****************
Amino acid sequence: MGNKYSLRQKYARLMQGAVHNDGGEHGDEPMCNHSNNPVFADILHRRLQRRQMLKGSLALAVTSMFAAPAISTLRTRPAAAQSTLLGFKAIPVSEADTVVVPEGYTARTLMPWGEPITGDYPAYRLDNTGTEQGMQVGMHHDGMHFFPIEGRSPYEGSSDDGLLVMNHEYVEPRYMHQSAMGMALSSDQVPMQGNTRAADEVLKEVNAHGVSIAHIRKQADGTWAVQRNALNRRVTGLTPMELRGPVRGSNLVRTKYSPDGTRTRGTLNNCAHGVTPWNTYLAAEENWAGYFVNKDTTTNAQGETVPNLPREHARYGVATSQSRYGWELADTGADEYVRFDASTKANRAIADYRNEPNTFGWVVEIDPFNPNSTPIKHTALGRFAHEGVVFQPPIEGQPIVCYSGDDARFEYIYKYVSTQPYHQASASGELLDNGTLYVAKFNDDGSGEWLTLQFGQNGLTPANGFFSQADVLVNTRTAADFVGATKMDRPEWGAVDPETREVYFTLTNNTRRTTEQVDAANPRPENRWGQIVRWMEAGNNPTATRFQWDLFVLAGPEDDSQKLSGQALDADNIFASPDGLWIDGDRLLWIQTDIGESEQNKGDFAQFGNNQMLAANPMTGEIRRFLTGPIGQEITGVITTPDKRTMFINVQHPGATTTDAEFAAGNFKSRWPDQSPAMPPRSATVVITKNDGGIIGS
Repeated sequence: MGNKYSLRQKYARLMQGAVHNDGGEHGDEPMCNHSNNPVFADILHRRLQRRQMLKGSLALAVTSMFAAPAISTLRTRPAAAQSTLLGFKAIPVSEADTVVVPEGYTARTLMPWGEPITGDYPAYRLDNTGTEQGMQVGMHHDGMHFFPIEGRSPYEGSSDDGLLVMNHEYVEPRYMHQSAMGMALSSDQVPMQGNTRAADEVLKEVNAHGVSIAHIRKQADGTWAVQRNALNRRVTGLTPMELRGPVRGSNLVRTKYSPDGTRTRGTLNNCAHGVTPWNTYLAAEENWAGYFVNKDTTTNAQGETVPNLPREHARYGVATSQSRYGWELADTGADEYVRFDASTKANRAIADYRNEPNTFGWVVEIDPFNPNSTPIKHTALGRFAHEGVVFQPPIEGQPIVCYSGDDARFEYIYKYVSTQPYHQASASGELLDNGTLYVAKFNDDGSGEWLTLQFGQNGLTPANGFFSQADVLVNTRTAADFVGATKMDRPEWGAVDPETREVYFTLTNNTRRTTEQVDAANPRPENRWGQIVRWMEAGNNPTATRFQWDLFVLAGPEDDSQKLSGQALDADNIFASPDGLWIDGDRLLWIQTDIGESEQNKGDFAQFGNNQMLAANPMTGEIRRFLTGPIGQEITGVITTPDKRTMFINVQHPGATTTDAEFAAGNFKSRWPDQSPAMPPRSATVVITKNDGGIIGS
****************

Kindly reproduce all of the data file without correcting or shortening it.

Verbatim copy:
Amino acid sequence: MGNKYSLRQKYARLMQGAVHNDGGEHGDEPMCNHSNNPVFADILHRRLQRRQMLKGSLALAVTSMFAAPAISTLRTRPAAAQSTLLGFKAIPVSEADTVVVPEGYTARTLMPWGEPITGDYPAYRLDNTGTEQGMQVGMHHDGMHFFPIEGRSPYEGSSDDGLLVMNHEYVEPRYMHQSAMGMALSSDQVPMQGNTRAADEVLKEVNAHGVSIAHIRKQADGTWAVQRNALNRRVTGLTPMELRGPVRGSNLVRTKYSPDGTRTRGTLNNCAHGVTPWNTYLAAEENWAGYFVNKDTTTNAQGETVPNLPREHARYGVATSQSRYGWELADTGADEYVRFDASTKANRAIADYRNEPNTFGWVVEIDPFNPNSTPIKHTALGRFAHEGVVFQPPIEGQPIVCYSGDDARFEYIYKYVSTQPYHQASASGELLDNGTLYVAKFNDDGSGEWLTLQFGQNGLTPANGFFSQADVLVNTRTAADFVGATKMDRPEWGAVDPETREVYFTLTNNTRRTTEQVDAANPRPENRWGQIVRWMEAGNNPTATRFQWDLFVLAGPEDDSQKLSGQALDADNIFASPDGLWIDGDRLLWIQTDIGESEQNKGDFAQFGNNQMLAANPMTGEIRRFLTGPIGQEITGVITTPDKRTMFINVQHPGATTTDAEFAAGNFKSRWPDQSPAMPPRSATVVITKNDGGIIGS
Repeated sequence: MGNKYSLRQKYARLMQGAVHNDGGEHGDEPMCNHSNNPVFADILHRRLQRRQMLKGSLALAVTSMFAAPAISTLRTRPAAAQSTLLGFKAIPVSEADTVVVPEGYTARTLMPWGEPITGDYPAYRLDNTGTEQGMQVGMHHDGMHFFPIEGRSPYEGSSDDGLLVMNHEYVEPRYMHQSAMGMALSSDQVPMQGNTRAADEVLKEVNAHGVSIAHIRKQADGTWAVQRNALNRRVTGLTPMELRGPVRGSNLVRTKYSPDGTRTRGTLNNCAHGVTPWNTYLAAEENWAGYFVNKDTTTNAQGETVPNLPREHARYGVATSQSRYGWELADTGADEYVRFDASTKANRAIADYRNEPNTFGWVVEIDPFNPNSTPIKHTALGRFAHEGVVFQPPIEGQPIVCYSGDDARFEYIYKYVSTQPYHQASASGELLDNGTLYVAKFNDDGSGEWLTLQFGQNGLTPANGFFSQADVLVNTRTAADFVGATKMDRPEWGAVDPETREVYFTLTNNTRRTTEQVDAANPRPENRWGQIVRWMEAGNNPTATRFQWDLFVLAGPEDDSQKLSGQALDADNIFASPDGLWIDGDRLLWIQTDIGESEQNKGDFAQFGNNQMLAANPMTGEIRRFLTGPIGQEITGVITTPDKRTMFINVQHPGATTTDAEFAAGNFKSRWPDQSPAMPPRSATVVITKNDGGIIGS